Picnic at Hanging Rock

Posted: May 24, 2019 in Book reviews
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71xqeY6UPhL.jpgBy Joan Lindsay

It’s Valentine’s Day 1900, and in Australia the girls of Appleyard College, a private boarding school, undertake a picnic to Hanging Rock, a distinctive geological formation created by volcanic activity millions of years ago. During the afternoon four students wander off to climb the rocks. Eventually one of the girls returns, distraught and dishevelled. A search is conducted but no trace of the girls is found, and in addition it’s discovered that one of the teachers is missing too.

As the days pass the search becomes more and more intense, but even after one of the girls is found the mystery is no nearer to being unravelled. Did they fall and die in an ancient cave, were they carried away by nefarious individuals intent on rape and murder, or is there a more mystical explanation?

We may never know, but the disappearances hang heavy over the staff and pupils of the school, as well as a young Englishman who was almost the last person to see the girls, and tragedy will follow tragedy, because with no resolution in sight, can anyone really move on?

 

I half remember watching the film as a child (and probably being unimpressed because there was no grand reveal) but this may be a fake memory for all I know. I do know that the tale of Australian schoolgirls going missing in the outback seeped into my consciousness, especially since it became apparent that it was a true story.

Except of course it isn’t, that was just a literary trick of author Lindsay, the 1960s equivalent of Myrick and Sanchez insisting that three students really had wandered into the woods in search of the Blair Witch and vanished into thin air.

It’s a heck of a good device however, and the book is peppered with pseudo journalistic prose.

Even after reading it I’m unsure whether I liked it. In very real terms you can argue not much happens, the disappearances happen very early on and (spoiler) the mystery is never resolved (There is a missing chapter that provides far more of an explanation-more on that later). For much of the book, which is lean but not a quick read, it’s more about the effect the disappearances have on everyone else.

Still it has kind stuck with me. There’s a dreamlike quality to some of the prose, and a fascination with nature that’s a little unsettling, and Lindsay does sprinkle tiny clues here and there. The fact that watches stop working near to the rock formation, the fact that the missing teacher, Miss McCraw, is a mathematician obsessed with finding short cuts, a death later on that its never clear whether is murder or suicide, and the sense of dread hanging over the school, as if everyone is somehow cursed.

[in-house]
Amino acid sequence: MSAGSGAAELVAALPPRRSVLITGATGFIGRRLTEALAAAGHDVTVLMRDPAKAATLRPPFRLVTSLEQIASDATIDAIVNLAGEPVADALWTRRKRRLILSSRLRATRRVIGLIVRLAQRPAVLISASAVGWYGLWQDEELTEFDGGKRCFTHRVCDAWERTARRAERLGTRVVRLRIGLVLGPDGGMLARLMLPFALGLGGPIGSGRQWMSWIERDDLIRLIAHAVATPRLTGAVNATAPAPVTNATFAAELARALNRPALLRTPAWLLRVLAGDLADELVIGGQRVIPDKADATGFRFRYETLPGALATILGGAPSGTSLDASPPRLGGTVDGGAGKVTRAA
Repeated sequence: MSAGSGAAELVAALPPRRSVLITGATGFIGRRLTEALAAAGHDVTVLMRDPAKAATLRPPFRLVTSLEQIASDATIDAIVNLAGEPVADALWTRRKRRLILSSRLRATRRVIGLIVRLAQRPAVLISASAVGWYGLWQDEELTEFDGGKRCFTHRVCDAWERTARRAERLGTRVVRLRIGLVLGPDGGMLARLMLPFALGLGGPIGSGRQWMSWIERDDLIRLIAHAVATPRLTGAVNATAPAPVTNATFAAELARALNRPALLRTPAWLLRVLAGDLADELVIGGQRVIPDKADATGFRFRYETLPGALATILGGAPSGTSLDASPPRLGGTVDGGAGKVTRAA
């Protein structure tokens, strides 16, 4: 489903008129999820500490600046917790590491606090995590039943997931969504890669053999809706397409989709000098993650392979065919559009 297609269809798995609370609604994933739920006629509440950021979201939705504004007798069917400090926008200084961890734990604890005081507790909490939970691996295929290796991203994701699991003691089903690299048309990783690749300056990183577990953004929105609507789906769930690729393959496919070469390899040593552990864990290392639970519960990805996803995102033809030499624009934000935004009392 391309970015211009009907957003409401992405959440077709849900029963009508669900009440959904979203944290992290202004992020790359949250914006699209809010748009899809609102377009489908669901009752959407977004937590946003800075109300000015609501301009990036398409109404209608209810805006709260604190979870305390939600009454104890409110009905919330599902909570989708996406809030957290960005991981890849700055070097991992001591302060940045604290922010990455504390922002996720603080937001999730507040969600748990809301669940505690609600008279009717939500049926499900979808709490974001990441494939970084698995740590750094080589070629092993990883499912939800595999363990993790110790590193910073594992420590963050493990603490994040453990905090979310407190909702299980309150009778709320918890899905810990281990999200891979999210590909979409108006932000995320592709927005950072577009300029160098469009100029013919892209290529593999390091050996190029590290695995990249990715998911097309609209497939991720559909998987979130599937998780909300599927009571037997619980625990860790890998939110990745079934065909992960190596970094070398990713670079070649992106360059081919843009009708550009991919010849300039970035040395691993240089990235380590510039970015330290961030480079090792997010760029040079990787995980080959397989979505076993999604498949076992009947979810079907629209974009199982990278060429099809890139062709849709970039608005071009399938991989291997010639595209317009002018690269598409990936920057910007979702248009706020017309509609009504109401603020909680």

Lindsay is prone to waffle at times, and though it becomes clearer later on, initially it’s difficult to determine who various people are, despite a list of characters at the start of the kind you might find in a play, and the fact that two of the missing girls are Miranda and Marion doesn’t help.

Lindsay does catch you off guard, in particular the return of the one girl who’s found to school does not go remotely as I’d have imagined.

A book that’s as intriguing as it is infuriating.

* * *

Ok, now a few spoilery bits

The missing chapter, which I’ve only read a precis of, seems to make it abundantly clear that the girls travel through some kind of time warp, possibly even transforming into animals as they go (very aboriginal). Still this leaves questions. The girls meet a woman they don’t recognise but it must obviously be Miss McCraw, except she doesn’t recognise them and vice versa, could it be that she’s been in this other world far longer? Enough time to lose her mind and become unrecognisable to the girls? And where does this leave Irma, the girl who’s found, how come she isn’t discovered during the initial search? Was she caught up in some other time, and spat back out later?

I can see why her editor suggested excising the chapter, the best mystery is one that isn’t explained after all.

A couple of other points. First is Mike’s failed romance with Irma. The book suggests he steps away from her because it’s Miranda he was drawn to (as it seems is everyone) and in many respects he’s clearly guilt-ridden for feeling that he rescued the wrong girl, but I wonder if Lindsay had more at play here. Mike’s friendship with his uncle’s coachman, Albert, is quite intense, and remember, though Mike heads off to the Northern territories, he’s quite insistent that he wants Albert to go with him, so are they merely friends, or something more, something neither man could admit to?

There’s certainly a homoerotic undercurrent at work in the book, as I’ve said everyone seems enraptured by Miranda, and again this seems to go beyond friendship in the case of some of the girls.

Finally there’s the mystery of what happens to Sara, the orphan Mrs Appleyard, who’s never presented as anything but a nasty piece of work, detests. At first I thought Mrs Appleyard killed her, but in hindsight I realise we’re supposed to realise Sara killed herself, which explains why Mrs Appleyard was searching her room, she was looking for the suicide note.

Mrs Appleyard does at least get her comeuppance, making her way to the Hanging Rock and hurling herself from its heights. I wonder though, was her intention suicide, or was she hoping to escape her many problems by somehow following the girls and Miss McCraw to wherever, or whenever, they ended up?

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